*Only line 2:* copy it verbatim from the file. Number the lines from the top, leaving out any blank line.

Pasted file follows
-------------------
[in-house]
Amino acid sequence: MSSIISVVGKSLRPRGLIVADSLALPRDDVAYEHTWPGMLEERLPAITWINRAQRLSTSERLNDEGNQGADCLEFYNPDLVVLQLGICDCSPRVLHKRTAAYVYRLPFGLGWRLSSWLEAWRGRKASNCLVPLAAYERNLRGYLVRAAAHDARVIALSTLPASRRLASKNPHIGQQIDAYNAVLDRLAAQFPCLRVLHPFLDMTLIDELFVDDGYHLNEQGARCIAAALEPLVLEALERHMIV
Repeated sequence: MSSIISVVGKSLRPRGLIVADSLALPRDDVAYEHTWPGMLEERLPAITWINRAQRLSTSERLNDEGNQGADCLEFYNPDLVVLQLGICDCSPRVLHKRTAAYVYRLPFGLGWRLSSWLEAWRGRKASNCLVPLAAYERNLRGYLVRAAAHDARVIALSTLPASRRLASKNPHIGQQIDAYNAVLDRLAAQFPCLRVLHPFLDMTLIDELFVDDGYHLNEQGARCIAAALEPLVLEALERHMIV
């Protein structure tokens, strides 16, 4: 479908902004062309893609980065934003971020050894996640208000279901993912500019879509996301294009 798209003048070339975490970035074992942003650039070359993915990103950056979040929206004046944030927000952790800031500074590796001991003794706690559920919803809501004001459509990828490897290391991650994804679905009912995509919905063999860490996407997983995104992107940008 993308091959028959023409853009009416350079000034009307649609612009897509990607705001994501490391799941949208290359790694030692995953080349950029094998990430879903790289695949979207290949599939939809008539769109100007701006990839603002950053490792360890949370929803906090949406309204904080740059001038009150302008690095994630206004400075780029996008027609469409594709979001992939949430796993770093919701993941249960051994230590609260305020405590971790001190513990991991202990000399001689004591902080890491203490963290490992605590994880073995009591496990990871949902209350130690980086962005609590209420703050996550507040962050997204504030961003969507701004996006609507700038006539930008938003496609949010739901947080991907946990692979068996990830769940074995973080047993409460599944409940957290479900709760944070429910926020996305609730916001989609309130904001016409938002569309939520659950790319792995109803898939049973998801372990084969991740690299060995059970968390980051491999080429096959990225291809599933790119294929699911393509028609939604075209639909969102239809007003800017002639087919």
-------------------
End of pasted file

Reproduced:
Amino acid sequence: MSSIISVVGKSLRPRGLIVADSLALPRDDVAYEHTWPGMLEERLPAITWINRAQRLSTSERLNDEGNQGADCLEFYNPDLVVLQLGICDCSPRVLHKRTAAYVYRLPFGLGWRLSSWLEAWRGRKASNCLVPLAAYERNLRGYLVRAAAHDARVIALSTLPASRRLASKNPHIGQQIDAYNAVLDRLAAQFPCLRVLHPFLDMTLIDELFVDDGYHLNEQGARCIAAALEPLVLEALERHMIV